photo Justin Nicholas
But Lawn is not a cross-section pastiche, nor is it an entirely new layer of topsoil sitting on the sedimentary layers of its forebears. Instead, it is of that species of creation peculiar to New World artists, one which absorbs and revels in the dense history of Europe while paradoxically yearning for the perceived naivety and sunlit banality of home. Of course, this is a grand fallacy—the cultural perpetuation of Terra Nullius—but, nevertheless, the notion that a green Brisbane lawn might be appealing amidst the overcast mire of Central Europe is hardly a stretch.
Layers of European history are made immediately concrete as the audience enters the theatre for Lawn. The set is an immense and immensely clever deconstruction of a realist fourth wall box—Henrik Ibsen would feel at home if they could just get the walls straight. Indeed, the walls, with a touch of Expressionism reminiscent of Max Beckmann, are angled in such a manner that shifts in lighting can almost make them appear to move, a nightmarish illusion that presages the dance to come. Covering these are three layers of wallpaper, each one petering out before the top as though each subsequent generation had succumbed a little bit more to apathy. On the stage are three men: one eating cereal at a table, another vacuuming, the third brushing his teeth at a very European basin. With an entry point grounded so firmly in reality, the dance is almost invisible—the choreography camouflaged by familiarity and quotidian habit. And, in the context of Dance Massive, this is a markedly distant language to that of Chunky Move's Mortal Engine or Shelley Lasica's Vianne, for example, while Lucy Guerin Inc's Untrained does dip its toes into this vocabulary.
As the men continue their routine, the choreography comes more clearly into view. One realises that the three share the same space but not the same time. In a beguiling sequence, their gestures become a synchronised ripple of different purposes—one man might stretch his arm upwards to put on a jumper, another does the same to remove something from a bucket. At first, each man’s path through space is carefully calibrated so as not to interfere with the others, but even then they affect each other like spectres of history—more Old World layers.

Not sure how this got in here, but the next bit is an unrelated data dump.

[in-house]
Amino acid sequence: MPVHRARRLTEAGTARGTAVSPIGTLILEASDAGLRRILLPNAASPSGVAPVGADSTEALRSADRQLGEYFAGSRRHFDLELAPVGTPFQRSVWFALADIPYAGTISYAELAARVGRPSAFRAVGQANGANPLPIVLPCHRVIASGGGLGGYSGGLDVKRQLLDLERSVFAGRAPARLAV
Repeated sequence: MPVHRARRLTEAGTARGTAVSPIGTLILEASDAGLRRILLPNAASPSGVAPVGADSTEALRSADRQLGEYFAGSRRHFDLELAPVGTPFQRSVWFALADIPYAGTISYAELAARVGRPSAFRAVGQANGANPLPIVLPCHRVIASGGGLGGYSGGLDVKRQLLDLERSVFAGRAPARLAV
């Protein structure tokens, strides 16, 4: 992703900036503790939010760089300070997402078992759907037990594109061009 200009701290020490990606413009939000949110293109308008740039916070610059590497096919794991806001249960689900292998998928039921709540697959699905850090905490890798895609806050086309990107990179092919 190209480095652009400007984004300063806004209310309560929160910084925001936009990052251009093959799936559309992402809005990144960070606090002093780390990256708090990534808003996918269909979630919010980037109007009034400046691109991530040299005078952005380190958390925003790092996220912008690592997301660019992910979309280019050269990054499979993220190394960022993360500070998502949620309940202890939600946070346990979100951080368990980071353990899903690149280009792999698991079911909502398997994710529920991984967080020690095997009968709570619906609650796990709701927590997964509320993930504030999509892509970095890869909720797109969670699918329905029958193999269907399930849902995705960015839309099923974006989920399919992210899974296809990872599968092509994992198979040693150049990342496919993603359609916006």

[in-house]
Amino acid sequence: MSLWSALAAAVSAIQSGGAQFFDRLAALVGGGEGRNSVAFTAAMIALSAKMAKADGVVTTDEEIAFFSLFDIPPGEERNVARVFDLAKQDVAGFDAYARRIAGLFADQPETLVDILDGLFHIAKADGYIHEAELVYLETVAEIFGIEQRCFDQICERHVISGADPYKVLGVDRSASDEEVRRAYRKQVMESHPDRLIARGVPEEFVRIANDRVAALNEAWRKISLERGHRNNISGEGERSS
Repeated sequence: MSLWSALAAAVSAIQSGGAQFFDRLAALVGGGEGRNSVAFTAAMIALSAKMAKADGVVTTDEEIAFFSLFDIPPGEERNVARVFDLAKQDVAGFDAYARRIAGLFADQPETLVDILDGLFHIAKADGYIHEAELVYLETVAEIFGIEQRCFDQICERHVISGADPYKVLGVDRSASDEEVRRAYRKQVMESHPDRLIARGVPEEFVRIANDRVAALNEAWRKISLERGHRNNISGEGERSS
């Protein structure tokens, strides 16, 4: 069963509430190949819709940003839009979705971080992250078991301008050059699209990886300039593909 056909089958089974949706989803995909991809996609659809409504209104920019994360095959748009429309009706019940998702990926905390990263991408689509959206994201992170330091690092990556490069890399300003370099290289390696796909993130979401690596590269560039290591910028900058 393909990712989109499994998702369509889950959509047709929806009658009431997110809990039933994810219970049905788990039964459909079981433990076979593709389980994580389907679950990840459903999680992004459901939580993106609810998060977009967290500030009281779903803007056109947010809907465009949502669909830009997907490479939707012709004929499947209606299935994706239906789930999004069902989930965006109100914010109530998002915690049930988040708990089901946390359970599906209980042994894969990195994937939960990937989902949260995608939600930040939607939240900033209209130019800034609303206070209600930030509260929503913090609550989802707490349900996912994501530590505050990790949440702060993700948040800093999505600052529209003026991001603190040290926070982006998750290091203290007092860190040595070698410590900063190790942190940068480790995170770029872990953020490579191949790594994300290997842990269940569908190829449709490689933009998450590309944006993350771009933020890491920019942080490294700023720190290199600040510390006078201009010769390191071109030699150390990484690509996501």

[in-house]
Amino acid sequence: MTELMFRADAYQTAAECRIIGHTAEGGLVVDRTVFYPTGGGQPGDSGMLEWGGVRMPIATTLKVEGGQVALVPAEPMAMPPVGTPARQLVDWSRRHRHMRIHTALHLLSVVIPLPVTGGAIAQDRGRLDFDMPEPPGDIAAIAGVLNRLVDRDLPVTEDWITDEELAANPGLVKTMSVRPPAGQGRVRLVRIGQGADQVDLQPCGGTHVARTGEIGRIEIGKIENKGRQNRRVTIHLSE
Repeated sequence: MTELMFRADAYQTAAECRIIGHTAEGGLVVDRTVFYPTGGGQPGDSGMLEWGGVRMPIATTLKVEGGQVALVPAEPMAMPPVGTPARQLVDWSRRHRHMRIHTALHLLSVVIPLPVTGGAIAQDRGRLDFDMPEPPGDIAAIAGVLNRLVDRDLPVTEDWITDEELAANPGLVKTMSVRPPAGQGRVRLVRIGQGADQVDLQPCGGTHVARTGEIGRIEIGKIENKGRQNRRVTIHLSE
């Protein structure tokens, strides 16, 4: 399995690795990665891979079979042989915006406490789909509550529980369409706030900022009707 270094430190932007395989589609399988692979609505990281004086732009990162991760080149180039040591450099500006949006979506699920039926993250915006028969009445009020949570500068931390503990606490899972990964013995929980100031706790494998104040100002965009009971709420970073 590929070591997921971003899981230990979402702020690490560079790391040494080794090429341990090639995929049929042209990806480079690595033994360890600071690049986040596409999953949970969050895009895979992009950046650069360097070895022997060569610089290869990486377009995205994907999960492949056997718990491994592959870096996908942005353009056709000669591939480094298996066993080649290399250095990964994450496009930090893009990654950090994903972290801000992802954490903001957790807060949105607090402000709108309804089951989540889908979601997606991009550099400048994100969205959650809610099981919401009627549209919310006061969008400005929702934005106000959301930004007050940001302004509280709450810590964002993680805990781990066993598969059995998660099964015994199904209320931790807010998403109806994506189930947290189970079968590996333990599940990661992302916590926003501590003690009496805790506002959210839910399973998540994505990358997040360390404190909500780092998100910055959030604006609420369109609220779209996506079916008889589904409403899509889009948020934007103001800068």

History does not stay spectral for long though. Two of the men start to mimic the third by manipulating a suit on a clothes hanger, and then move on to the man himself. Like a marionette, he is spun and dangled, hoisted and lowered, finally, into prostrate submission. The puppetry propels Lawn into a thrilling conjugation of characters, as Vincent Crowley’s clean-freak triangulates the space with streaks of gladwrap, Grayson Millwood climbs like an insect up a wall and Gavin Webber throws himself around like a marionette without a master.
Throughout, the dance remains anchored in psychology and in the imaginative leaps of the subconscious. When Millwood clambers across the walls, the simple spectacle of his virtuosity is woven into a reference to Franz Kafka’s Metamorphosis with all its attendant associations to Central European living. When Crowley performs a bastardised German folk dance, complete with lederhosen and piano accordion accompaniment, it balances the claustrophobic density and dark moods around it. Only once, during a fight sequence somewhat coordinated to movie sound effects, does the form of the dance feel forced.
Towards the end of Lawn, Webber recounts a scene from the 1953 film Houdini, featuring Tony Curtis. In it, the escapologist finds himself trapped beneath the ice of a quickly moving frozen river and has to breathe the air he can find in pockets beneath the frozen crust. It is clearly an allegory for the three inhabitants of this increasingly dilapidated room. The velocity of European history, its cold ghosts and its air of inspiration all exist simultaneously. In the end, like Houdini, Lawn is a giant escape trick. Crowley slips into the darkness, Millwood disappears under a rug while Webber, all suited up, basks in the warm glow of a Brisbane front yard, happily oblivious to the darkness that engulfs him as the lights go down.
Splintergroup, performed and choreographed by Gavin Webber, Grayson Millwood, Vincent Crowley, dramaturg Andrew Ross, designer Zoe Atkinson, composer, performer Iain Grandage, lighting designer Mark Howett, presented by Performing Lines for Mobile States; Malthouse, March 11-14; Dance Massive, Melbourne, March 3-15
© Carl Nilsson-Polias; for permission to reproduce apply to firstname.lastname@example.org